Georgia mayor causes uproar by allegedly blocking job candidate because he is Black

The mayor of Hoschton, Ga., an almost all white city about 50 miles from Atlanta, denies she made a comment saying she deliberately denied a Black man a job. But others say she did

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The mayor of a Georgia town is accused of discrimination against a Black job candidate after she allegedly removed his resume from consideration “because he is Black, and the city isn’t ready for this.”

The the Atlanta Journal Constitution obtained documents and interviewed city officials in almost all white Hoschton, Ga., who said the town’s mayor, Theresa Kenerly told a city council member that she pulled Keith Henry’s application from a group of four finalists because of the color of his skin.

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Hoschton, which sits 50 miles outside of Atlanta with less than 2,000 residents is experiencing tremendous growth. But the AJC reports the city has a seriously flawed hiring process and there has been issues with race throughout city government.

When asked about the accusations, Kenerly initially said “I can’t say I said it or not said it.”

She later released a statement denying the remark.

“I do not recall making the statement attributed to me regarding any applicant for the City Administrator position, and I deny that I made any statement that suggest [sic] prejudice,” she said.

Henry said he didn’t think Kenerly was being biased during the interview process. But admits he’s not surprised by the racist claims.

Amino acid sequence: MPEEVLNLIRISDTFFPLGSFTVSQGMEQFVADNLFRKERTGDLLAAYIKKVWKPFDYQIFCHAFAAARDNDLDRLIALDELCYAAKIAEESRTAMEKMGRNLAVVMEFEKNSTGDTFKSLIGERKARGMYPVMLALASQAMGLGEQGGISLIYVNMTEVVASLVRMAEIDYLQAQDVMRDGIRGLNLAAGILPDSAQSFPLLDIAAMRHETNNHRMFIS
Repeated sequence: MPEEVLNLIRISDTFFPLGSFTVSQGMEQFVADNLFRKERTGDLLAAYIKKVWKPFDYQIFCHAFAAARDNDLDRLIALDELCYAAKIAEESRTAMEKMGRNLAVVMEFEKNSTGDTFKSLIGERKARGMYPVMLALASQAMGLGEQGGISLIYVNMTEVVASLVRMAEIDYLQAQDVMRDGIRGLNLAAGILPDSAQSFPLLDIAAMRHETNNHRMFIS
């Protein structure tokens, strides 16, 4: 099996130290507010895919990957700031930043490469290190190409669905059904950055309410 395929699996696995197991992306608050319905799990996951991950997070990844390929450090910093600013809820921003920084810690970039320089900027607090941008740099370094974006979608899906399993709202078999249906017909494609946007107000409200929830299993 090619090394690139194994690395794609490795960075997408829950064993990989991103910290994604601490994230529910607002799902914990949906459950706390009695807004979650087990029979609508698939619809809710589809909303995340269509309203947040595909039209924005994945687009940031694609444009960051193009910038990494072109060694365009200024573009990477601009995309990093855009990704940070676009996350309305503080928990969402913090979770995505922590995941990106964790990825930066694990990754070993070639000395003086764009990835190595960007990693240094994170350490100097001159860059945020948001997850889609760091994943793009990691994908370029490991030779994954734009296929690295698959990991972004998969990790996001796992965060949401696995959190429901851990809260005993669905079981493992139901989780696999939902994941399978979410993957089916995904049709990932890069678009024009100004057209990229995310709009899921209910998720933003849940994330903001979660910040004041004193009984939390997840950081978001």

“It comes with the territory,” he said. “If you live in America as a minority you can’t be naïve that it is the reality that you face.”

Kenerly allegedly made the comment during a March 4 closed door session to the council member and then reportedly repeated the comments to Councilwoman Hope Weeks outside after the meeting, according to a document released by the city in response to an open records request from the AJC.

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“She proceeded to tell me that the candidate was real good, but he was black and we don’t have a big black population and she just didn’t think Hoschton was ready for that,” Weeks wrote in an account dated March 4.

Weeks then shared the comments with Councilwoman Susan Powers. They took the comments and their concerns to city attorney Thomas Mitchell.

“Both of us were just appalled, so we thought we had to do something to stop it,” Powers said.

Weeks issued a statement offering her thoughts on the mayor’s comments.

“Mr. Henry was a very professional and qualified candidate who was a finalist for the position of city administrator before withdrawing to accept another position,” she said. “I am thankful for the opportunity to serve the citizens of Hoschton, but this has been one of the most challenging seasons of my life.”

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Mitchell has now enacted a process where Kenerly can attend interviews but not participate in the hiring process.

“She is not going to speak or ask questions,” attorney Mitchell wrote.

In emails, Powers however voiced her dismay in the mayor’s ability to be a continued part of the hiring process for a city administrator.

“Since she corrupted this entire process by trying to shield the application of Mr. Henry from Council members and then making the comment to the effect that while he is qualified he should not be considered because he is black and the city is not ready for this, she should not be a part of this hiring process,” Powers wrote. “I am appalled that in 2019 an applicant would not be hired based solely on the color of their skin.”